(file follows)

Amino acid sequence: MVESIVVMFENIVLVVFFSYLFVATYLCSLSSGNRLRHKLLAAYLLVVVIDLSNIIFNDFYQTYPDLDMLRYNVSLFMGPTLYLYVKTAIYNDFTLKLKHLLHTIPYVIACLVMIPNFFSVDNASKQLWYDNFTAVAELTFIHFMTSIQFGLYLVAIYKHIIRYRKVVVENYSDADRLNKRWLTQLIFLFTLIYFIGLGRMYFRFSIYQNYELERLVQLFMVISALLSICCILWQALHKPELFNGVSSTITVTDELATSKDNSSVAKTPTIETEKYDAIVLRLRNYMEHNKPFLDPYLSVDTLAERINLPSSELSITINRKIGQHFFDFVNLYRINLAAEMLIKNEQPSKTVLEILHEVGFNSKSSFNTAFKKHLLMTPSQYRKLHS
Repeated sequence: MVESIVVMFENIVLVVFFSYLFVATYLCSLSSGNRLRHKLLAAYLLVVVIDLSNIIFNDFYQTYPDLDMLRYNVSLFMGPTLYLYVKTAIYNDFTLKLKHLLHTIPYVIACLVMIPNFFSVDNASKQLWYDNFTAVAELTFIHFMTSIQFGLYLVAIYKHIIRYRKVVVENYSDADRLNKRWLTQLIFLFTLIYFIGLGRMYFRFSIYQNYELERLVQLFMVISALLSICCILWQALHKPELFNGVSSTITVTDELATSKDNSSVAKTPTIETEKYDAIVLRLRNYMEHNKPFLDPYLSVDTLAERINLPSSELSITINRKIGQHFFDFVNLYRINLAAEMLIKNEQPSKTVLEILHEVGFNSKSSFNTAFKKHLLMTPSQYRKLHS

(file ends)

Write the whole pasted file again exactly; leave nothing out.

Amino acid sequence: MVESIVVMFENIVLVVFFSYLFVATYLCSLSSGNRLRHKLLAAYLLVVVIDLSNIIFNDFYQTYPDLDMLRYNVSLFMGPTLYLYVKTAIYNDFTLKLKHLLHTIPYVIACLVMIPNFFSVDNASKQLWYDNFTAVAELTFIHFMTSIQFGLYLVAIYKHIIRYRKVVVENYSDADRLNKRWLTQLIFLFTLIYFIGLGRMYFRFSIYQNYELERLVQLFMVISALLSICCILWQALHKPELFNGVSSTITVTDELATSKDNSSVAKTPTIETEKYDAIVLRLRNYMEHNKPFLDPYLSVDTLAERINLPSSELSITINRKIGQHFFDFVNLYRINLAAEMLIKNEQPSKTVLEILHEVGFNSKSSFNTAFKKHLLMTPSQYRKLHS
Repeated sequence: MVESIVVMFENIVLVVFFSYLFVATYLCSLSSGNRLRHKLLAAYLLVVVIDLSNIIFNDFYQTYPDLDMLRYNVSLFMGPTLYLYVKTAIYNDFTLKLKHLLHTIPYVIACLVMIPNFFSVDNASKQLWYDNFTAVAELTFIHFMTSIQFGLYLVAIYKHIIRYRKVVVENYSDADRLNKRWLTQLIFLFTLIYFIGLGRMYFRFSIYQNYELERLVQLFMVISALLSICCILWQALHKPELFNGVSSTITVTDELATSKDNSSVAKTPTIETEKYDAIVLRLRNYMEHNKPFLDPYLSVDTLAERINLPSSELSITINRKIGQHFFDFVNLYRINLAAEMLIKNEQPSKTVLEILHEVGFNSKSSFNTAFKKHLLMTPSQYRKLHS